• Approximately 65% of India’s arable land, totaling around 140 million hectares, is classified as rainfed.
  • Farming in these areas is often marked by low production, high risk, and limited use of modern technology and agronomic practices.
  • Drylands are characterized by low soil moisture and high evapotranspiration, leading to a perennial water deficit.
  • Dryland farming enhances soil organic matter, improving fertility and structure, and addresses hunger and malnutrition in society.

Problems Associated with Dryland Agriculture

Soil and Moisture:

  • Semiarid regions predominantly feature alfisols and vertisols, while river basins and desert regions have inceptisols and entisols.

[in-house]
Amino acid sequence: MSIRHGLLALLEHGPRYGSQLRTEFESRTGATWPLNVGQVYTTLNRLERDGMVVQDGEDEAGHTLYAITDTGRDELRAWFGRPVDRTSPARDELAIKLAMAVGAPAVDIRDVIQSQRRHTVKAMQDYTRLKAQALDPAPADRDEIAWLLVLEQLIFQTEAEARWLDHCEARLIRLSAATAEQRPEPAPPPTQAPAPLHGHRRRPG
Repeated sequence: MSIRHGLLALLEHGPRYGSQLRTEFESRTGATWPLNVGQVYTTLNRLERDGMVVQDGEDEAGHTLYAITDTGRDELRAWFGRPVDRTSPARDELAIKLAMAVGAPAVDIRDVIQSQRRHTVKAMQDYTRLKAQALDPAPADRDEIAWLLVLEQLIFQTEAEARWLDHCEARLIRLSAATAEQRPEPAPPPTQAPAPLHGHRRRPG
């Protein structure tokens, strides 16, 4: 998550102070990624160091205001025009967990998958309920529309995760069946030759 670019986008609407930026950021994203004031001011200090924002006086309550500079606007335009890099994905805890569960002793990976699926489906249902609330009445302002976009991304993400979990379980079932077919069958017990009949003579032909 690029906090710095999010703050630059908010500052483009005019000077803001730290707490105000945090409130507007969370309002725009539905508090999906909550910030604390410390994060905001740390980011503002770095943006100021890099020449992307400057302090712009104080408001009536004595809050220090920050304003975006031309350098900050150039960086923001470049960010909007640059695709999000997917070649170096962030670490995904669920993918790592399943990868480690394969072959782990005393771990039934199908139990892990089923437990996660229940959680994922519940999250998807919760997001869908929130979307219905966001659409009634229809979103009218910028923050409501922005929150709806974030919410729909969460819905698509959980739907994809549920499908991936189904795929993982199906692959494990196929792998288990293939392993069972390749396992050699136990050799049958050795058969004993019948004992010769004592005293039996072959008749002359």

• Crops in alfisols face severe drought stress, whereas those in vertisols are less prone to drought due to higher water-holding capacity.
  • Water erosion is a major issue in the mountainous and undulating terrains of Central India.
  • Salinization significantly contributes to soil degradation.

Environmental Changes in Water Logging and Salinity:

  • Soil degradation is closely linked with water logging and salinity problems, which severely impact dryland crops.
  • Key causes include overirrigation, poor drainage, and improper irrigation practices on damaged soils.

Dietary Habits and Nutritional Characteristics of Crops:

  • Dryland agriculture is typically limited to oilseeds, pulses, and coarse grains such as bajra.
  • These crops are not highly profitable, leading to economic imbalances. Crop substitution could be a viable solution.


Watershed-based approaches have proven effective in water and soil conservation.

Implementing various dryland farming technologies can mitigate the adverse impacts of climate change by reducing greenhouse gas emissions and promoting soil carbon sequestration.

Legacy Editor Changed status to publish July 10, 2024